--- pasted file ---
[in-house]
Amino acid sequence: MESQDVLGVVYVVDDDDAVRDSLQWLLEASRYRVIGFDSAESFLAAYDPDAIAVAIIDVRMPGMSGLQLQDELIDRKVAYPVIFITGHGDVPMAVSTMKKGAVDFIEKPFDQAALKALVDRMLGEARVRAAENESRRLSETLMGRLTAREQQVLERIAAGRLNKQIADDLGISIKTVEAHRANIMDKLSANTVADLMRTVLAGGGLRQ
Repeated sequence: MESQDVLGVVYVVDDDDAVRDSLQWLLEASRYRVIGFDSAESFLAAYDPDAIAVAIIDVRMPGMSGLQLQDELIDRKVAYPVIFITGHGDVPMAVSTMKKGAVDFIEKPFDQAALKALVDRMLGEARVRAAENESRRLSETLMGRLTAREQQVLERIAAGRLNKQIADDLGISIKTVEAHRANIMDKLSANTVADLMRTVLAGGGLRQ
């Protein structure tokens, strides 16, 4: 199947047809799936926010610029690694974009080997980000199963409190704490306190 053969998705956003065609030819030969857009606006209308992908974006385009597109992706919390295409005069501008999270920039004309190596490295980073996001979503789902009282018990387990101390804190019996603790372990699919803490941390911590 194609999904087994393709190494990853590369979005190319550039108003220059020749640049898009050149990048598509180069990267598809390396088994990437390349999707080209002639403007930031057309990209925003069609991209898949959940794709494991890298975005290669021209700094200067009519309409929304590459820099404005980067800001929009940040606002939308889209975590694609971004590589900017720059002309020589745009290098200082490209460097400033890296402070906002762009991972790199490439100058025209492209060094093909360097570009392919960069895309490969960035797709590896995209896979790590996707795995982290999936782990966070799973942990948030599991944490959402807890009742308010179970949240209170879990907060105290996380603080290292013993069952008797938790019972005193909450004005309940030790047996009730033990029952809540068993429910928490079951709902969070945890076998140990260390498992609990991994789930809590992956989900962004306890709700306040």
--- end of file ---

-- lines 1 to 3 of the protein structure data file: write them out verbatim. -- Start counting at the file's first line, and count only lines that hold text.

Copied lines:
[in-house]
Amino acid sequence: MESQDVLGVVYVVDDDDAVRDSLQWLLEASRYRVIGFDSAESFLAAYDPDAIAVAIIDVRMPGMSGLQLQDELIDRKVAYPVIFITGHGDVPMAVSTMKKGAVDFIEKPFDQAALKALVDRMLGEARVRAAENESRRLSETLMGRLTAREQQVLERIAAGRLNKQIADDLGISIKTVEAHRANIMDKLSANTVADLMRTVLAGGGLRQ
Repeated sequence: MESQDVLGVVYVVDDDDAVRDSLQWLLEASRYRVIGFDSAESFLAAYDPDAIAVAIIDVRMPGMSGLQLQDELIDRKVAYPVIFITGHGDVPMAVSTMKKGAVDFIEKPFDQAALKALVDRMLGEARVRAAENESRRLSETLMGRLTAREQQVLERIAAGRLNKQIADDLGISIKTVEAHRANIMDKLSANTVADLMRTVLAGGGLRQ